Global Positioning System to be offered one-off £20000 to work in rural areas

Modesto Morganelli
Ottobre 12, 2017

Seaside towns and rural areas with a lack of Global Positioning System are expected to be prioritised after Jeremy Hunt, the health secretary, acknowledged that family doctors face "considerable pressure".

"There is already an incentive programme for "hard to recruit areas" that has been operating since 2016 and it is not clear whether this new announcement, which comes without any real details, is any different from that scheme".

In many areas including Medway, Swale and most recently in Folkestone, practices have been forced to close due to a shortage of Global Positioning System.

Mr Hunt announced the new training scheme, which will launch in 2018, at the Royal College of General Practitioners Conference in Liverpool today.

"By introducing targeted support for vulnerable areas and tackling head on critical issues such as higher indemnity fees and the recruitment and retention of more doctors, we can strengthen and secure general practice for the future".

Hard to recruit areas will benefit from the investment offering trainee doctors a £20,000 one-off payment.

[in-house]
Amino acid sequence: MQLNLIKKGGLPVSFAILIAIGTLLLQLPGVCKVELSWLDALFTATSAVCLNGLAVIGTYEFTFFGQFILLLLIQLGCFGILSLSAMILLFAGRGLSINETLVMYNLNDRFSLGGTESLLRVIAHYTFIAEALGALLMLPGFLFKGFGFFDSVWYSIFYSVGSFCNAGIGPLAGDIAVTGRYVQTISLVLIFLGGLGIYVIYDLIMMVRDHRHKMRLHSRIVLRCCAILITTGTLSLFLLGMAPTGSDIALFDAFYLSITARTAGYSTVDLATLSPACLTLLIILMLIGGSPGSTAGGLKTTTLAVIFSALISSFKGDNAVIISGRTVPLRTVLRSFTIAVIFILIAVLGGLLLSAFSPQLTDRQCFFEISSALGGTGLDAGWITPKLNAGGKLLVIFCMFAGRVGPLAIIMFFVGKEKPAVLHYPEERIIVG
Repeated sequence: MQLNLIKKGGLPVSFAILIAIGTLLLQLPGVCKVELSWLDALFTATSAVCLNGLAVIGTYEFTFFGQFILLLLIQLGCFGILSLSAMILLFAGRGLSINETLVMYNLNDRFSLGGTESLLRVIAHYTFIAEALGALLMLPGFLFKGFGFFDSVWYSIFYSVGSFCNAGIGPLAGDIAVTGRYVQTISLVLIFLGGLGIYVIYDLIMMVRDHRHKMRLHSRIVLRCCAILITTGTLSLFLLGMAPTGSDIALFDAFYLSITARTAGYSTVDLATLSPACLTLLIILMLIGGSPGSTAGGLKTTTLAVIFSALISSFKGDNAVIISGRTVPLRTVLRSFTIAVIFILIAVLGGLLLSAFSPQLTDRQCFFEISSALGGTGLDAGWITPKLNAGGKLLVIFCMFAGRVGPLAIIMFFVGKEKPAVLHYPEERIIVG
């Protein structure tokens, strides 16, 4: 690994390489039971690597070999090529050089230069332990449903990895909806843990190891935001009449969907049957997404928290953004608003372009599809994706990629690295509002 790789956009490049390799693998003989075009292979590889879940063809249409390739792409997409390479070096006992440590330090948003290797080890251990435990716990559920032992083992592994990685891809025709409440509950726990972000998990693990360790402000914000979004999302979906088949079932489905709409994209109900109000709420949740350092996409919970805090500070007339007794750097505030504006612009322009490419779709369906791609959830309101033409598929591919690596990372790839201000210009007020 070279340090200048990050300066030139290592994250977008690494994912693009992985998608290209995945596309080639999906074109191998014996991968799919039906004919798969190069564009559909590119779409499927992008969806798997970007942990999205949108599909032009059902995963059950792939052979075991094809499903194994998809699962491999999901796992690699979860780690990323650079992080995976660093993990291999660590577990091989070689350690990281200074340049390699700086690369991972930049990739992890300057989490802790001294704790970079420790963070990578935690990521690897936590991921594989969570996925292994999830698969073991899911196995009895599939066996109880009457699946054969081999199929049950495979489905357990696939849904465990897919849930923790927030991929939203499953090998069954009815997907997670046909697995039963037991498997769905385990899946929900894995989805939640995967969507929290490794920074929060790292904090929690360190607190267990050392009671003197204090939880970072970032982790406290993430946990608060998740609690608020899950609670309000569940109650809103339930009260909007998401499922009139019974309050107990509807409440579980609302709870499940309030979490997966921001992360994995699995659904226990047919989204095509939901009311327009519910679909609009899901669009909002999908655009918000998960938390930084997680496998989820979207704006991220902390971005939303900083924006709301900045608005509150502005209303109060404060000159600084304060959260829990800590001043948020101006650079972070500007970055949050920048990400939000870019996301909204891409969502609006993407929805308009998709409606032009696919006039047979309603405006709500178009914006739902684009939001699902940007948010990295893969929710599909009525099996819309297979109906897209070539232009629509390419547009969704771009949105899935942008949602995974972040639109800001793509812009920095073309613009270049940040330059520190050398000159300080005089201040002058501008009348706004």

The DoH will set up a stakeholder group and arrange a first roundtable next month with doctors' representatives to gather views on how best to take the scheme forward.

The new posts were welcomed by the Royal College of Global Positioning System. Many trainees also drop out when they finish.

"These proposals do appear to acknowledge the specific problems facing rural areas in England".

Mr Hunt's announcement forms part of an extra £2.4 billion per year being invested into primary care by 2021.

Chair Professor Helen Stokes-Lampard said: "We have an incredibly serious shortage of Global Positioning System right across the country, but there are some areas that struggle to recruit more than others and often they are in remote and rural areas, so this commitment to incentivise working in these areas is welcome".

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